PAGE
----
Beautiful, sunny-day, warm; humid. August heat, no clouds, waves crashing; it’s noon-time. Kevin’s barefoot now, walking slowly at the ocean’s edge. In the distance, sounds of children playing. He sees them now, playful dots in the distance, bouncing back and forth. He’s approaching them with every step forward. He can see their outlines now, running in circles, playing tag, building things in the sand — throwing mud. They don’t see him, or if they do, they ignore him. He’s thin again, strong again, happy. Ice-cold North Atlantic water surges across his bare-feet; unexpectedly the tide shifts, water past his ankles now; he adjusts shallower. The warm sun feels good along his back, baseball cap protects his head. He’s walking north — now, he’s surrounded by the children. Young children, 7-to-10-years old by his best estimate. Far too-young to be left alone on the beach. He starts getting angry, what kind of father abandons his children on the beach?

A blonde girl, very cute, cheerful, bubbly, supernatural blue-eyes laughs. Not quite blue, not quite, almost purple; boldly, abruptly, and precociously she says, “Who are you mister?”

Kevin ignores her question, and asks, “Where are your parents?”

She laughs. “Where are your parents, Kevin?”

“I never told you my name. How did you do that?”

She laughs.

He asks her, “What are you doing here?”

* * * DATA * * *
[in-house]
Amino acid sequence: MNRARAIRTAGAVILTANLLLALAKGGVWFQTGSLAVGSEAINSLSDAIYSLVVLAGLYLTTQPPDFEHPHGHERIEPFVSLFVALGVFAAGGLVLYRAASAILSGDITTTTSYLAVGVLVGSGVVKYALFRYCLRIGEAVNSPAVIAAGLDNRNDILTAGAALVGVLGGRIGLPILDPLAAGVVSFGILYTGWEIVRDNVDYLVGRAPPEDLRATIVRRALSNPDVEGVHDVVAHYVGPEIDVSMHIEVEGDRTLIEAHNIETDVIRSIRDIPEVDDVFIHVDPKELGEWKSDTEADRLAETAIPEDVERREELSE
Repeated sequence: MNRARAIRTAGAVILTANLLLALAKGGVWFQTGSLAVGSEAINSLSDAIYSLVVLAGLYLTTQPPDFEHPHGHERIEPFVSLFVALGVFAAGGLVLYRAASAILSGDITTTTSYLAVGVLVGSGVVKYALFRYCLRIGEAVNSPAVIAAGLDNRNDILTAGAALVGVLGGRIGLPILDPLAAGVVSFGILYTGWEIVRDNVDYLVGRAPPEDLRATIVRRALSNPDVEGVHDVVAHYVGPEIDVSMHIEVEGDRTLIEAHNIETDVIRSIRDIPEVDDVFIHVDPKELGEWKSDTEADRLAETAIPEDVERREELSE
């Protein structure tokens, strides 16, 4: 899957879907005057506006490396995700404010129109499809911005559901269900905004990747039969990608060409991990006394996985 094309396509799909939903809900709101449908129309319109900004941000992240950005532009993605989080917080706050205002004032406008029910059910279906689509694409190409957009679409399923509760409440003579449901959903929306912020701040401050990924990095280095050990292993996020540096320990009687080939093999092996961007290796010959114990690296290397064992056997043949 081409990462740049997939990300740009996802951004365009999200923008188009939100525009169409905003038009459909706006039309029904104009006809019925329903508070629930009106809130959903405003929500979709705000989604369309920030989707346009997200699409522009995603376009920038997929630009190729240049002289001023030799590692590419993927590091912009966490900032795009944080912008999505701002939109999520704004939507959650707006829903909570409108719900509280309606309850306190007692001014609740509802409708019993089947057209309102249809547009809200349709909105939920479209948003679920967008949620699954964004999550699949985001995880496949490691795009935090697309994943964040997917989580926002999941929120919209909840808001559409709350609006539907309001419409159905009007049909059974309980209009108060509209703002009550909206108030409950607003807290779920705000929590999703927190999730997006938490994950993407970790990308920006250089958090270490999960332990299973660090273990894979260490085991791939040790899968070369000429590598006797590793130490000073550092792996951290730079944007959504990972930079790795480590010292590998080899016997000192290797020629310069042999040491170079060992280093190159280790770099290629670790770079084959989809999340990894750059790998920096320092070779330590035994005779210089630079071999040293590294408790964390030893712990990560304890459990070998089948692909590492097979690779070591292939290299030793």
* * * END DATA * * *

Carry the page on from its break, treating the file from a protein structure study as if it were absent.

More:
“Same thing you should-be doing; we’re playing in the sand.”

“And what is your name little girl?”

She responds with annoyance, “Tabitha.” Then adds with surprising, tempestuous rage “and I’m not a little girl!”

“Aren’t you afraid? I’m an adult, a stranger.”

“I see that! you sure are strange alright. Strange to me. The others won’t even talk to you, you’re so strange.”

“And why are you talking to me?”

“My Father told me to, so did my Brother. They told me to teach you The Truth.”

“Didn’t anyone ever teach you to not talk to strangers? You know, ‘stranger danger?’”

Tabitha laughs at his questions; all the kids laugh as if they heard him — which is impossible. They’re way too-far away from him and this precocious little-girl. “You don’t want to hurt us Kevin, even if you did, you couldn’t; the only way to hurt us is to deceive us, convince us we are something we’re not. We’re too-evolved for that.”

“What do you mean?”

“We’re gods Kevin, our Father is God, we were created in His image; we’re gods.”

Mockingly Kevin says, “You don’t look like God.” After he said these words, thunder boomed — seemed to shake the whole earth — then reverberated in the distance.

Tabitha, in a booming, thunderous voice yells, “Liar! Liar! Pants on fire!”

All the kids encircle Kevin now, running freakishly-fast — their blurring feet kicking-up sand, digging a trench around him. A sand tornado begins forming, with Kevin at the apex, from their created wind current. All the children chanting in-unison, pointing at Kevin’s dress-pants, and yelling in one loud, reverberating voice, “Pants on fire!” “Pants on fire!” “Pants on fire!” “Pants on fire!” “Pants on fire!”

Kevin’s pants begin feeling warm — they start to smolder — smoke — his genitals begin to burn. Panicked, he runs into the ocean, dives into the frigid salt-water. He’s in deep-water now; swimming effortlessly — I’d sure like to body surf. A wave forms out-a nowhere — Kevin blissfully, masterfully, rides the huge wave in.

Read more: PRIONS

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